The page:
Research into practice
The best research in the world is of little use if it isn’t put into practice.
Sometimes the lag between research & practice is simply a matter of slow diffusion of knowledge. Other times, the story is more worrisome.
Case in point: this interesting story, from the Journal Sentinal: UW course for doctors pushed risky therapy
The conclusions were clear: Women who took hormone therapy drugs were at increased risk for breast cancer, heart disease, stroke and blood clots.
The findings were so strong that researchers stopped a clinical trial in 2002, five years early, because it would have been unethical to continue giving the drugs to women.
But that same year, the University of Wisconsin-Madison’s School of Medicine and Public Health began a medical education program for doctors that promoted hormone therapy, touted its benefits and downplayed its risks.
Critics are pulling no punches:
“It is pure, undisguised marketing,” said Anthony Scialli, an adjunct professor of obstetrics and gynecology at Georgetown University’s School of Medicine.
Drug companies are “funneling money through universities for advertising and trying to disguise it as education….”
The University closed the course down one day after questions were posed to the University about the legitimacy of the program. At this point, the University is investigating the course to see if it met the standards of the medical school. I’m hopeful it did not.
The main problem here is obvious . A course for med students funded and run by a drug company, with views that do not reflect the medical community at large and in fact downplay important risks to potential patients, is worrisome at best.
Here are just some of the concerns that this case raises:
1. In terms of academic curriculum planning, it’s clear that in the training of responsible, ethical and balanced health care professionals, we should encourage up-to-date curricula that encourage active and open debate about many kinds of issues alongside an awareness of the ever present involvement of outside influences into medical training and practice. Plenty of clinical issues should be critically critically examined, questioned and debated by medical students. Issues such as the most effective drug for depression or the optimal treatment of atrial fibrillation are both appropriately debatable topics with room for difference of opinion, based on the findings of clinical research. Some things, however, need to be clearly presented and aren’t debatable. For example, it would be unethical to present a course on the treatment of atrial fibrillation without mentioning that Warfarin (used in patients with persistent atrial fibrillation) causes severe bleeding if mismanaged in patients. Furthermore, it would be problematic to present a course on hormone treatment without a discussion of the serious and significant risks to women alongside the potential benefits.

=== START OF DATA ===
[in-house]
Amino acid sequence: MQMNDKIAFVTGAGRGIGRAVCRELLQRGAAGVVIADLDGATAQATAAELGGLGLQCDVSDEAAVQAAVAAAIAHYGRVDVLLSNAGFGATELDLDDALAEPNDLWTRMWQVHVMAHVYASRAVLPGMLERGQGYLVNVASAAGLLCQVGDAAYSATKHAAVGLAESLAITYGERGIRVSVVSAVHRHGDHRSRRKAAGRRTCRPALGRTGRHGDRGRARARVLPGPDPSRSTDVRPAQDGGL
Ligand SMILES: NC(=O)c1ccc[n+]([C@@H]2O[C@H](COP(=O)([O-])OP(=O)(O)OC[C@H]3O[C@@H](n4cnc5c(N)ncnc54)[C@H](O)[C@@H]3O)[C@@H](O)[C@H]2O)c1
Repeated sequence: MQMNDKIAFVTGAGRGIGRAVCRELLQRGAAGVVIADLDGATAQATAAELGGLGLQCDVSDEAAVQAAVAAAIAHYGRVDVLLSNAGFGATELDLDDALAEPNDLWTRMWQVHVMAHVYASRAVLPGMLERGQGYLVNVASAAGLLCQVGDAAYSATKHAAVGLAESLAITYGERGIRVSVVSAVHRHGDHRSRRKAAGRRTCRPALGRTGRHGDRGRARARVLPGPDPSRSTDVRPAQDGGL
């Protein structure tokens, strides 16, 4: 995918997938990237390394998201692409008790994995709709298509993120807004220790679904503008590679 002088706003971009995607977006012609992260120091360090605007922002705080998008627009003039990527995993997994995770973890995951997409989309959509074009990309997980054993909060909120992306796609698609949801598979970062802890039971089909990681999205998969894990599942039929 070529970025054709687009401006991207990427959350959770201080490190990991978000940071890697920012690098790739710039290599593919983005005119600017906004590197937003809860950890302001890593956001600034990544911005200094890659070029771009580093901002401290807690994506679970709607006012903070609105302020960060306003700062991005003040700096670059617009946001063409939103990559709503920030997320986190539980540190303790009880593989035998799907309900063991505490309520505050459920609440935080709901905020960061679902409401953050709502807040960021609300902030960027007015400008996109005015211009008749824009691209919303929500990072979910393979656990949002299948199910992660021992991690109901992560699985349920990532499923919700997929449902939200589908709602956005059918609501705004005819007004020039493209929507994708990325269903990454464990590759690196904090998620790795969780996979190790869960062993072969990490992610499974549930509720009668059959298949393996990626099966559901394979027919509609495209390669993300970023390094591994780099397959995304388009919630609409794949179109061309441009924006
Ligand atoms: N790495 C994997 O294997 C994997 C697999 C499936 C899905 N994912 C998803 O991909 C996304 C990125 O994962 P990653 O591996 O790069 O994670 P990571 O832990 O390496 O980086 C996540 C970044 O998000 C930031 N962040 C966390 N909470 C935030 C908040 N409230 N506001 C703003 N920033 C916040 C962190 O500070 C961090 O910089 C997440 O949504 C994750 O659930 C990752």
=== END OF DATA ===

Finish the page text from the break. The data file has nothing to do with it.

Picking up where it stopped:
To have a course disguised as learning but really pushing the agenda of a pharmaceutical company, in exchange for revenue for the school, hardly seems worth it, in terms of potential harm to a significant number of future patients.
2. Clinical research is conducted with the goal of aiding future generations of patients by being applied to practice. That means, to put it simply, applying the good along with the bad, i.e. making sure that beneficial findings are accelerated into practice while at the same time, ensuring that negative findings, serious adverse events and newly identified risks become incorporated into standards of care and practice. Standards of care and practice should be the foundation upon which medical and allied health care curricula are based.
3. We talk a lot about the involvement of pharma in medical school training. It’s one thing to have conferences bags with logos on it and lunches paid for by the local drug rep — I’m not saying that is right, but at least the involvement of the company and the overarching agenda are explicit. It’s another thing, altogether, to implicitly embed what seems to be a misplaced and biased agenda of a pharmaceutical company into a medical school curriculum and disguise it as learning about standards of practice.